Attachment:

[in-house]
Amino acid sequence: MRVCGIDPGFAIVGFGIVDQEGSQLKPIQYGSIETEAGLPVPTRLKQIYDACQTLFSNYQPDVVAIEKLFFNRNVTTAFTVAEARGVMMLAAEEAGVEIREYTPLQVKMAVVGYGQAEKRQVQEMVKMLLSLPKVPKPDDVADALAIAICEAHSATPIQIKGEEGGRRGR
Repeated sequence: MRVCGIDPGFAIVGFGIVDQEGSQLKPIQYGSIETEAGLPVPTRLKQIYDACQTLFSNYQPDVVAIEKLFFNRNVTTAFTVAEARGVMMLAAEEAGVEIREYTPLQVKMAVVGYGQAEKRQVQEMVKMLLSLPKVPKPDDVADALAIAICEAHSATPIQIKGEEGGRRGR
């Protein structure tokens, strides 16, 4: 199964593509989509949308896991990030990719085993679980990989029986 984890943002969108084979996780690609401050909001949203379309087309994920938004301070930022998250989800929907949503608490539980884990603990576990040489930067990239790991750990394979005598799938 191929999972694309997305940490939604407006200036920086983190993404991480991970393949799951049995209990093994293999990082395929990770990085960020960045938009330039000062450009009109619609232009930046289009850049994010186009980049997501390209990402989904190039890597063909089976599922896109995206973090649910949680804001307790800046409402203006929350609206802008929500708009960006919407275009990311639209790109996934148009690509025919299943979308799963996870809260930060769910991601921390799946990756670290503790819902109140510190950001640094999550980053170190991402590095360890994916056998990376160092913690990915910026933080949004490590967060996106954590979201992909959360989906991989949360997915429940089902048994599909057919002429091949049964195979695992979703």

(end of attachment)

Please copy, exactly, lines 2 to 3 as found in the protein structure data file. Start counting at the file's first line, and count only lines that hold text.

Amino acid sequence: MRVCGIDPGFAIVGFGIVDQEGSQLKPIQYGSIETEAGLPVPTRLKQIYDACQTLFSNYQPDVVAIEKLFFNRNVTTAFTVAEARGVMMLAAEEAGVEIREYTPLQVKMAVVGYGQAEKRQVQEMVKMLLSLPKVPKPDDVADALAIAICEAHSATPIQIKGEEGGRRGR
Repeated sequence: MRVCGIDPGFAIVGFGIVDQEGSQLKPIQYGSIETEAGLPVPTRLKQIYDACQTLFSNYQPDVVAIEKLFFNRNVTTAFTVAEARGVMMLAAEEAGVEIREYTPLQVKMAVVGYGQAEKRQVQEMVKMLLSLPKVPKPDDVADALAIAICEAHSATPIQIKGEEGGRRGR